'Still alive,' Pope Francis jokes as he leaves a Rome hospital 9 days after surgery
ROME — Pope Francis was discharged Friday from the Rome hospital where he underwent abdominal surgery to repair a hernia and remove scarring from previous operations, with his surgeon saying the pontiff was "better than before" his nine-day hospitalization.
Francis, 86, left through Gemelli Polyclinic's main exit in a wheelchair, smiling and waving and saying "thanks" to a crowd of well-wishers. He stood up to get into the small Vatican car awaiting him. In the brief distance before reached the white Fiat 500, reporters thrust microphones toward his face.
The pope seemed to bat the mics away, good-naturedly. "Still alive,'' Francis quipped when asked how he was doing. As he smiled and shook hands, his face looked wan and thinner than usual.
When a reporter asked for a comment about the sinking of a crowded migrant boat off Greece that claimed dozens of lives and left hundreds missing, he replied: "So much sorrow."
Dr. Sergio Alfieri, the surgeon who performed the pontiff's three-hour operation on June 7, was outside the hospital along with the surging crowd as Francis exited.
"The pope is well. He's better than before,'' Alfieri told reporters after he said goodbye to Francis and the pontiff got into the car.
Following the surgery and his recuperation, Francis will be "stronger,'' the doctor said.
The Vatican press office announced that Francis would make his traditional Sunday noon appearance at an Apostolic window overlooking St. Peter's Square to greet the public, an engagement that lasts about 10 minutes.
But his customary Wednesday morning general audience with thousands of faithful in the square "has been canceled to safeguard the post-surgical recovery of the Holy Father,'' the announcement said. The general audience lasts about an hour and includes a speech by the pontiff.
Francis will instead meet Wednesday afternoon with Brazilian President Luiz Lula da Silva, the Vatican said.
Instead of going straight back to the Vatican, Francis stopped to pray for 10 minutes before an icon of the Virgin Mary at the famous St. Mary Major Basilica, which he often visits after trips abroad to give thanks. He also went there after his discharge from the same hospital following treatment for bronchitis earlier this year.
Tourists in the basilica excitedly snapped photos of the pontiff, who remained in a wheelchair as he prayed. Several people in the crowd outside wept as he left and headed for the Holy See hotel, where he lives on Vatican City grounds.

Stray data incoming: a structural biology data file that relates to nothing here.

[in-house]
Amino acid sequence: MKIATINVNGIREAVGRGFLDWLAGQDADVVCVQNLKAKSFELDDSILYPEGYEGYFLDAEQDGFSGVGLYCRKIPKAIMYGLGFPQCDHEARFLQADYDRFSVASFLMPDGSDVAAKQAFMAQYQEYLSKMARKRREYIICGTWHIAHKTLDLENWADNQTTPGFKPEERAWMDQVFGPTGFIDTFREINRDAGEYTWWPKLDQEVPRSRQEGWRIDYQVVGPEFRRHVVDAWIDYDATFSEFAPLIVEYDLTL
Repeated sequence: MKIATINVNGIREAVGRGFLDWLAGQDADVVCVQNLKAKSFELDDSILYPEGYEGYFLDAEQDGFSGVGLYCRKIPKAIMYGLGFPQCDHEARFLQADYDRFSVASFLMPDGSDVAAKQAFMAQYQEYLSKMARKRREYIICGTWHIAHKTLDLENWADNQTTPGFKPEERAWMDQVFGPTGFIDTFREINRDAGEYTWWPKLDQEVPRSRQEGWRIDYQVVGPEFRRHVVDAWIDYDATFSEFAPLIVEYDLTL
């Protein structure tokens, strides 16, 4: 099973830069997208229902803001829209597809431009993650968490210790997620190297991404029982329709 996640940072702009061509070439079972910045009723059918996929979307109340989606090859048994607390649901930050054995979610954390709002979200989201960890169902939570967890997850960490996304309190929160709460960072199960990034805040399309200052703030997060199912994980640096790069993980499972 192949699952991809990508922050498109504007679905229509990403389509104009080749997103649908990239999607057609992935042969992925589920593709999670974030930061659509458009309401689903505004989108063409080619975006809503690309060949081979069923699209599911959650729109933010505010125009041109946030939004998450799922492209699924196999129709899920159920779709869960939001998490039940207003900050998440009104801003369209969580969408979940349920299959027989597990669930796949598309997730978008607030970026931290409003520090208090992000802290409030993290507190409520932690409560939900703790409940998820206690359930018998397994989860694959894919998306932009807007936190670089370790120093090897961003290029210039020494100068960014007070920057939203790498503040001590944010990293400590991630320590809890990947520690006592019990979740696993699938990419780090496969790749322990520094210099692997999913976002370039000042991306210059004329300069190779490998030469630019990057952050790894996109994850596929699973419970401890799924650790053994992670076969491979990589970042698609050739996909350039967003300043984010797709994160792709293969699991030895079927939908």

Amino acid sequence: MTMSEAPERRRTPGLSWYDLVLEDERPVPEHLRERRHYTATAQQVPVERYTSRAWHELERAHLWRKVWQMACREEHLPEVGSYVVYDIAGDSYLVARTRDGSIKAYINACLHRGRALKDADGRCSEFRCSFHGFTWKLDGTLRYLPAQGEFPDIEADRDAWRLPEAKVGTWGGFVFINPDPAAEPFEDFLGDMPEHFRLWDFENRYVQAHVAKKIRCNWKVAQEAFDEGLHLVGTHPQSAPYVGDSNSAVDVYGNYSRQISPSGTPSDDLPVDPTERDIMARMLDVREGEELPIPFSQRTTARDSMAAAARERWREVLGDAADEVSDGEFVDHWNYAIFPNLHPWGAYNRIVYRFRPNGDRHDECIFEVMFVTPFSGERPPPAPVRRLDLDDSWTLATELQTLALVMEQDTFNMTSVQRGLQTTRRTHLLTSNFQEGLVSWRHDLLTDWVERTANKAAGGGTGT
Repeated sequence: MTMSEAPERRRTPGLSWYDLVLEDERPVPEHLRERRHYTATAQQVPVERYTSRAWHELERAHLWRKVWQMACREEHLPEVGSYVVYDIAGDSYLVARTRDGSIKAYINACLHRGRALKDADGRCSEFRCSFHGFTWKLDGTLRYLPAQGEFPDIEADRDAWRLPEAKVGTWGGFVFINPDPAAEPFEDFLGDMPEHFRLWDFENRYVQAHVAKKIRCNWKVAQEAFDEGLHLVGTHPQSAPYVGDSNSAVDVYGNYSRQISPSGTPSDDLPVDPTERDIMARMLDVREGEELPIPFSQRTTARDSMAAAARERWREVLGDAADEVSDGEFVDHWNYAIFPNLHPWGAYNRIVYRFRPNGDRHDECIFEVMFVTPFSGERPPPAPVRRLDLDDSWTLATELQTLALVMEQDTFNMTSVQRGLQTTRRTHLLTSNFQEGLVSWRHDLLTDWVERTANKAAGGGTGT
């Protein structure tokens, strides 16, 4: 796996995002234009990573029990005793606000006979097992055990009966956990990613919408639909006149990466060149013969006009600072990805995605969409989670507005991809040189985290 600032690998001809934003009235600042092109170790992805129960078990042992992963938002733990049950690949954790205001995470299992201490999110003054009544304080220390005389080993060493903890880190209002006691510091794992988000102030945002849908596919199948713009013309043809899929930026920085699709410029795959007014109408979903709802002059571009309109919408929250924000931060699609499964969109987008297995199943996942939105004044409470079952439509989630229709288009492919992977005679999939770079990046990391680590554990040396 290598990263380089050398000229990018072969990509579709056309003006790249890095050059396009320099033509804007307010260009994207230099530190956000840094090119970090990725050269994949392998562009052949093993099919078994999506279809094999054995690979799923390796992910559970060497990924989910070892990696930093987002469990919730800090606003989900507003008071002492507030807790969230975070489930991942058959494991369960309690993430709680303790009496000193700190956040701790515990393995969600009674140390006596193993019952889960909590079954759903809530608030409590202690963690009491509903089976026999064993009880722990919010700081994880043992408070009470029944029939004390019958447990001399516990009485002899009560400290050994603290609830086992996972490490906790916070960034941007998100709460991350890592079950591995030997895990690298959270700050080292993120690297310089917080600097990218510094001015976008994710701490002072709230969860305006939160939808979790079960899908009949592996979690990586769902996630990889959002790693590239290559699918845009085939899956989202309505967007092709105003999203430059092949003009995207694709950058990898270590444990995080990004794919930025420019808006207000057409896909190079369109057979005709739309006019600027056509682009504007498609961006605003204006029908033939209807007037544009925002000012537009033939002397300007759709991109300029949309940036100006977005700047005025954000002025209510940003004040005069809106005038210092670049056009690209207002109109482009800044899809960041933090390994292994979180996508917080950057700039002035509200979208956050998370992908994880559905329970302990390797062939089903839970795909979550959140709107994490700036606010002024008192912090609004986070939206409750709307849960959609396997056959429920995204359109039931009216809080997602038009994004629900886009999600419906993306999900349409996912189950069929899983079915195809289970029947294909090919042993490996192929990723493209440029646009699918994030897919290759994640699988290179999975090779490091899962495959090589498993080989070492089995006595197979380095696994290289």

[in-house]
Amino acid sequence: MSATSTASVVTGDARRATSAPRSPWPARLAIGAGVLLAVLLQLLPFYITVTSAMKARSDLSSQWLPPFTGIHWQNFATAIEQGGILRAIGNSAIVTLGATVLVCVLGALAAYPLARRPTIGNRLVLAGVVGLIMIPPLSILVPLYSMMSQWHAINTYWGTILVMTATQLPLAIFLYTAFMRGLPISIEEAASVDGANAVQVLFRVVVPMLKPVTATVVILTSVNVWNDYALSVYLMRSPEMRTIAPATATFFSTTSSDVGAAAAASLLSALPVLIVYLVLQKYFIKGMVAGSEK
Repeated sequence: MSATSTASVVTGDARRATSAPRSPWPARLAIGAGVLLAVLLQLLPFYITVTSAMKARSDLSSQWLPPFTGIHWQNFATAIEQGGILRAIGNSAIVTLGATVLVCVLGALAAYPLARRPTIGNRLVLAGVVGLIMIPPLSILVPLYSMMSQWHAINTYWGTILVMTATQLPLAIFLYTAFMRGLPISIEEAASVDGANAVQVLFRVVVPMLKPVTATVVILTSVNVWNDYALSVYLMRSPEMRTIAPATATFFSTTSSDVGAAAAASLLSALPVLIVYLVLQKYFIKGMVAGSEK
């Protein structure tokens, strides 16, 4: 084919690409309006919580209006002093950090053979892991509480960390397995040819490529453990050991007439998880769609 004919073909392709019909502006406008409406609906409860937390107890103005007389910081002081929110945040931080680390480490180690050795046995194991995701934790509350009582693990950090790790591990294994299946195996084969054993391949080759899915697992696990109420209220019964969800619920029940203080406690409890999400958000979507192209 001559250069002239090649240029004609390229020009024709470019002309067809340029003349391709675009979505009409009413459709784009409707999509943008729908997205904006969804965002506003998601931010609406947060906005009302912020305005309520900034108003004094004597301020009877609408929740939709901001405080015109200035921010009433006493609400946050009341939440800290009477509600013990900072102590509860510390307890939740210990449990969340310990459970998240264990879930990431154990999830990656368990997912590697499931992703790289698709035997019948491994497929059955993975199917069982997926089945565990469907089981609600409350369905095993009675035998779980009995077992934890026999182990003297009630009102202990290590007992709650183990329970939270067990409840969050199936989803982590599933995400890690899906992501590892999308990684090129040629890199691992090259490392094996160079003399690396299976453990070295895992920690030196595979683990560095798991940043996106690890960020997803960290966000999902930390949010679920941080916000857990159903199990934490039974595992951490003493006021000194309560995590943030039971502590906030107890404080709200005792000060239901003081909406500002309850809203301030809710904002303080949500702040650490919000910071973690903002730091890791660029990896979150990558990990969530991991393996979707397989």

Before he arrived home, Francis made two more stops — first at a convent adjacent to the Vatican to greet nuns and then outside one of the walled city-state's gates to get out of his car so he could shake hands with and thank police officers who provided a motorcycle escort.
Hours after the surgery, Alfieri said that the scarring, which had resulted from previous abdominal surgeries, had caused the pope increasing pain. There was also risk of an intestinal blockage, if adhesions, or scar tissue, weren't removed, according to the doctors.
No complications occurred during the surgery or while the pope was convalescing in Gemelli's 10th-floor apartment reserved exclusively for hospitalization of pontiffs, according to the pope's medical staff.
Alfieri has said Francis, in choosing to have the surgery in June, calculated that he would bounce back in time for a planned August trip to Portugal. "He has confirmed all" his trips, the surgeon said.
"Actually, he'll be able to tackle them better than before, because now he won't have the discomfort he had,″ Alfieri said.
Along with the early August pilgrimage to Portugal for a Catholic youth jamboree, Francis has a trip to Mongolia scheduled to start on Aug. 31, a first-ever visit by a pontiff to that Asian country.
In just under two years, Francis had been hospitalized three times at Gemelli Polyclinic. In July 2021, he underwent surgery to remove a 33-centimeter (13-inch) section of his bowel because of narrowing of his large intestine.
That, as well as abdominal surgeries years back in his native Argentina before he became pontiff, had contributed to the painful scarring, according to Alfieri.
Francis was back in the hospital this spring to receive intravenous antibiotic treatment for bronchitis. As a young man in his native Argentina, Francis had a portion of one lung removed following infection.
Before this month's surgery, Francis seemed to be walking better, with the aid of a cane, following months of often using a wheelchair because of a painful knee problem. He also has suffered from sciatica, a painful inflammation of a nerve that runs down from back to leg.
On Friday, Alfieri expressed confidence that the pontiff would pace himself as he resumes his appointment-packed days at the Vatican.
"He'll listen a little more to us, because he has important commitments that he has confirmed, including the trips," the surgeon said.
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